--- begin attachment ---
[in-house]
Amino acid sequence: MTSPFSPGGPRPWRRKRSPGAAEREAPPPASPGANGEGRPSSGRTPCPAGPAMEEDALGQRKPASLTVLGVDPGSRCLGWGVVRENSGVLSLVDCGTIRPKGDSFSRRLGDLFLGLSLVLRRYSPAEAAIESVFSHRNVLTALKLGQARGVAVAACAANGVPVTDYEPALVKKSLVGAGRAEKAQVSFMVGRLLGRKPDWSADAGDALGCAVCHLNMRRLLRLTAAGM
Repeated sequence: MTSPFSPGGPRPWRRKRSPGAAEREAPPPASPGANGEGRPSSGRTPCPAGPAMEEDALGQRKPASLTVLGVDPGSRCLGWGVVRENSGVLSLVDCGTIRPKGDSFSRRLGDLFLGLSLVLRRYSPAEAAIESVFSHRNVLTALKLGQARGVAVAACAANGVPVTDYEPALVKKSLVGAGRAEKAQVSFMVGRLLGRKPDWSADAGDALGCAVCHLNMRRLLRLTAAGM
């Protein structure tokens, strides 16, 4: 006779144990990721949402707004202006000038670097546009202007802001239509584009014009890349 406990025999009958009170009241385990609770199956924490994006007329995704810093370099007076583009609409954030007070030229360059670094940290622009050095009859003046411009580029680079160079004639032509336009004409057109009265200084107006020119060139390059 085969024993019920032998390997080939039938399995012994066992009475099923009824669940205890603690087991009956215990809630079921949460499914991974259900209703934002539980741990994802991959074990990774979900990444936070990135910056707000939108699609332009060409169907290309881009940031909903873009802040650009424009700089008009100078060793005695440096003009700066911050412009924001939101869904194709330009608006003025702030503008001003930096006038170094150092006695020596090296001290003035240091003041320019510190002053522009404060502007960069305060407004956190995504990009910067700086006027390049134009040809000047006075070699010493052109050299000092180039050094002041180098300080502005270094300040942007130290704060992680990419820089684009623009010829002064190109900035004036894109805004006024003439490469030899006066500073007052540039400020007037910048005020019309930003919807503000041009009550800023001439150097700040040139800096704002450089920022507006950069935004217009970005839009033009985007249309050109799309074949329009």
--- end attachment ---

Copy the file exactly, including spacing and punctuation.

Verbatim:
[in-house]
Amino acid sequence: MTSPFSPGGPRPWRRKRSPGAAEREAPPPASPGANGEGRPSSGRTPCPAGPAMEEDALGQRKPASLTVLGVDPGSRCLGWGVVRENSGVLSLVDCGTIRPKGDSFSRRLGDLFLGLSLVLRRYSPAEAAIESVFSHRNVLTALKLGQARGVAVAACAANGVPVTDYEPALVKKSLVGAGRAEKAQVSFMVGRLLGRKPDWSADAGDALGCAVCHLNMRRLLRLTAAGM
Repeated sequence: MTSPFSPGGPRPWRRKRSPGAAEREAPPPASPGANGEGRPSSGRTPCPAGPAMEEDALGQRKPASLTVLGVDPGSRCLGWGVVRENSGVLSLVDCGTIRPKGDSFSRRLGDLFLGLSLVLRRYSPAEAAIESVFSHRNVLTALKLGQARGVAVAACAANGVPVTDYEPALVKKSLVGAGRAEKAQVSFMVGRLLGRKPDWSADAGDALGCAVCHLNMRRLLRLTAAGM
């Protein structure tokens, strides 16, 4: 006779144990990721949402707004202006000038670097546009202007802001239509584009014009890349 406990025999009958009170009241385990609770199956924490994006007329995704810093370099007076583009609409954030007070030229360059670094940290622009050095009859003046411009580029680079160079004639032509336009004409057109009265200084107006020119060139390059 085969024993019920032998390997080939039938399995012994066992009475099923009824669940205890603690087991009956215990809630079921949460499914991974259900209703934002539980741990994802991959074990990774979900990444936070990135910056707000939108699609332009060409169907290309881009940031909903873009802040650009424009700089008009100078060793005695440096003009700066911050412009924001939101869904194709330009608006003025702030503008001003930096006038170094150092006695020596090296001290003035240091003041320019510190002053522009404060502007960069305060407004956190995504990009910067700086006027390049134009040809000047006075070699010493052109050299000092180039050094002041180098300080502005270094300040942007130290704060992680990419820089684009623009010829002064190109900035004036894109805004006024003439490469030899006066500073007052540039400020007037910048005020019309930003919807503000041009009550800023001439150097700040040139800096704002450089920022507006950069935004217009970005839009033009985007249309050109799309074949329009």